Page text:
After feeling lost during the lockout, former Rainier Beach High star brings his game to Portland.
PORTLAND — September melted into October, the leaves turned and Seattle got colder than Jamal Crawford remembered it. His body and his head told him it was time for training camp, time to awaken his game for another long, grueling NBA season.
This was the longest summer of Crawford’s life and as the days got shorter, he began to wonder if he was going to lose a year of his life, lose a precious season of his beloved game.
An unrestricted free agent, Crawford, 31, felt like a man without a country. His frustration began to build and his hope began to disappear.
“The summer was crazy,” Crawford said in the Portland Trail Blazers’ locker room an hour before Monday’s season opener against Philadelphia. “I wasn’t sure we were going to play basketball. It was so different. I mean, you’d still work out, but you started wondering, ‘What’s the goal?’ You had to play games with yourself to make you believe there was going to be a season.”
- Girlfriend finds nothing funny about couple’s sense of humor
- Update: Seahawks' Jimmy Graham suffers right knee injury vs. Steelers, will miss rest of season
- Seattle Seahawks’ swagger, hopes for playoffs are back after they slam door on Pittsburgh Steelers
Most Read Stories
Believe me, Crawford isn’t looking for sympathy. After signing a two-year deal Dec. 15 for about $10 million, he is happy with his contract and happy with his role as the new sixth man with Portland.
Crawford grew up under Blazers coach Nate McMillan’s eyes. In the summers, when Crawford was in high school, he hung out at the Sonics’ training facility across from the Seattle Center. He learned invaluable tips from McMillan, Gary Payton, Shawn Kemp and Dwane Casey.
“Wherever basketball was being played, Crawford was there. He hung out all the time,” recalled McMillan, a Sonics assistant coach at the time. “He had a lot of talent. A lot of people call him a combo guard, but he played point guard in high school and I thought he had a great ability to lead an offense. Great court vision and an exciting player to watch.”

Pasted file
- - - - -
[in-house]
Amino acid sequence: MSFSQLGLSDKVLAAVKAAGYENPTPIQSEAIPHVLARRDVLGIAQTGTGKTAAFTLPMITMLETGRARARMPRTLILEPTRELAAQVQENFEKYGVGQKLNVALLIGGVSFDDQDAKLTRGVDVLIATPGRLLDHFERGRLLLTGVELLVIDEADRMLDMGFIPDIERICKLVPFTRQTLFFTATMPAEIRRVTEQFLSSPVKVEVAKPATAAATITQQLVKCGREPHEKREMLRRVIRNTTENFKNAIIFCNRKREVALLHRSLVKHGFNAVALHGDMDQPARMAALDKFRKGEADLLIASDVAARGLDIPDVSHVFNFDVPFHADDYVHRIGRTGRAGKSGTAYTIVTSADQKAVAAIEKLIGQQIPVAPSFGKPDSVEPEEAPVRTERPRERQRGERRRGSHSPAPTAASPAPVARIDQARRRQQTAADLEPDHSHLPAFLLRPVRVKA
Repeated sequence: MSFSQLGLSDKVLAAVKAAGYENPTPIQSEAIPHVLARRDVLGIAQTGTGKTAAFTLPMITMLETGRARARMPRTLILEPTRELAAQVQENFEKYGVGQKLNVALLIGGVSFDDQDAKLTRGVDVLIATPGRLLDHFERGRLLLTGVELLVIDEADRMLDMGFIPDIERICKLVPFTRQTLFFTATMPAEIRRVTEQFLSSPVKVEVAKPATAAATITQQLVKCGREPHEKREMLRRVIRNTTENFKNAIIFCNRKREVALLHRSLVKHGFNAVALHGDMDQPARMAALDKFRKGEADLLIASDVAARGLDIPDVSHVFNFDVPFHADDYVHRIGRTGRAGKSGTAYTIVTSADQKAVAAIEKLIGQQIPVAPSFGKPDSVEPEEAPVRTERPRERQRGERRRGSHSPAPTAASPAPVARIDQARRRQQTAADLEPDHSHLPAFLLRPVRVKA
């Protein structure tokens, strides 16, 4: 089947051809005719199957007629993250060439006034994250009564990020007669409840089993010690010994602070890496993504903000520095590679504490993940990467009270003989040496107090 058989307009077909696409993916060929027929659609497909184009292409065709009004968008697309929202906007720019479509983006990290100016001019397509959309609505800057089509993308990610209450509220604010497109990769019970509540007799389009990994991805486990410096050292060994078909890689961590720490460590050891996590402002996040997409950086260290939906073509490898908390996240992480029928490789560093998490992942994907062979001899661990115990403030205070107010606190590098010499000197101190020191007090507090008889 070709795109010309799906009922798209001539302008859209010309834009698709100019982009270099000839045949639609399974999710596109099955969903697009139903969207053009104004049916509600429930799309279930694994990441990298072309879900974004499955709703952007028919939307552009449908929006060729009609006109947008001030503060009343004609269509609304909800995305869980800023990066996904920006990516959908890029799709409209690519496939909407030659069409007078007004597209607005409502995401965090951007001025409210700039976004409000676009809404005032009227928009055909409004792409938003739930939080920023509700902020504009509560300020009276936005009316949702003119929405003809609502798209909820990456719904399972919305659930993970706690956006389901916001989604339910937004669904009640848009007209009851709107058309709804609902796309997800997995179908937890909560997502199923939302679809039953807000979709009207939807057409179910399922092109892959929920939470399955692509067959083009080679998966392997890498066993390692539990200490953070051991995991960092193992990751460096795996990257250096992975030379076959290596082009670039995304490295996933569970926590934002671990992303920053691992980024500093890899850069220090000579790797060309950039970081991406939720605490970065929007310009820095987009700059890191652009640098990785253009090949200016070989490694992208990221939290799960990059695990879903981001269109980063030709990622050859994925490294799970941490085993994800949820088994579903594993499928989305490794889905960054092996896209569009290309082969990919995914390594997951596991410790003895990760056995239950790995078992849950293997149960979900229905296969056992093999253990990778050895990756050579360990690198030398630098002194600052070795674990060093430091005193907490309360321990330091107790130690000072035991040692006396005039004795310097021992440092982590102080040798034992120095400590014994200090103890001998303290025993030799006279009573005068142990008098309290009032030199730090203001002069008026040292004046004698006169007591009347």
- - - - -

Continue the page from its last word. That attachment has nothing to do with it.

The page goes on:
For Crawford, going to the Sonics’ practices was like going to grad school while he still was at Rainier Beach High School. Growing up in basketball-rich Seattle, he learned everything about the game, how to play it on the floor and how to live it off the floor.
“I think being around pro athletes at a young age, made me start thinking, ‘OK, if I ever get to this level, I want to act this way,’ ” he said. “I wanted to be someone the kids could look up to and feel comfortable around. I want to be approachable. I’ve seen a lot of guys come and go. I mean you’re not special just because you made it. I think it’s more special the effect you can have on people.”
Those days in Seattle now seem a small eternity ago. Crawford has played for Chicago, the Knicks, Golden State and Atlanta. He has won an NBA Sixth Man Award and has averaged 15.4 points and 4.0 assists in his 11-year career.
“I remember my first day, I struggled big time,” he said of his first practice at the Furtado Center. “The game was much more physical. I was playing against grown men and I’m in high school. It was totally different. I remember Rashard Lewis came up to me and said, ‘I was like that my first days as well.’ He told me to continue to play and I would be fine.”
Portland is a good place for Crawford, who turned down a better offer from Sacramento and a similar offer from Indiana.
The Blazers don’t glitter with big names, but they are deep, young and athletic. They play defense. They play together and the compacted, post-lockout schedule favors teams that come together quickly. They can be one of the Western Conference’s sleepers.
Crawford will give them game-changing offense and disruptive defense. He will distribute the ball to the Blazers’ stable of scorers. He will be solid in the locker room. As good a player as Crawford is, he’s a better person.
In his Blazers debut, Crawford changed the momentum in the fourth quarter, hitting a three-pointer, scoring on a drive, then driving and dishing to Gerald Wallace for a three during a 15-3 run. He finished with 12 points, four steals and four assists in 22 minutes.
A recent conversation with Brandon Roy, the former Washington Huskies and Blazers star who recently retired because of knee injuries, underlined how perfect Portland is for Crawford.
“He kind of hammered it home that this was the right fit for me,” Crawford said.
And now, after an uncertain summer, with his basketball life restored, it’s Crawford’s turn to follow Roy into Portland and lead the Blazers.
Steve Kelley: 206-464-2176 or email@example.com.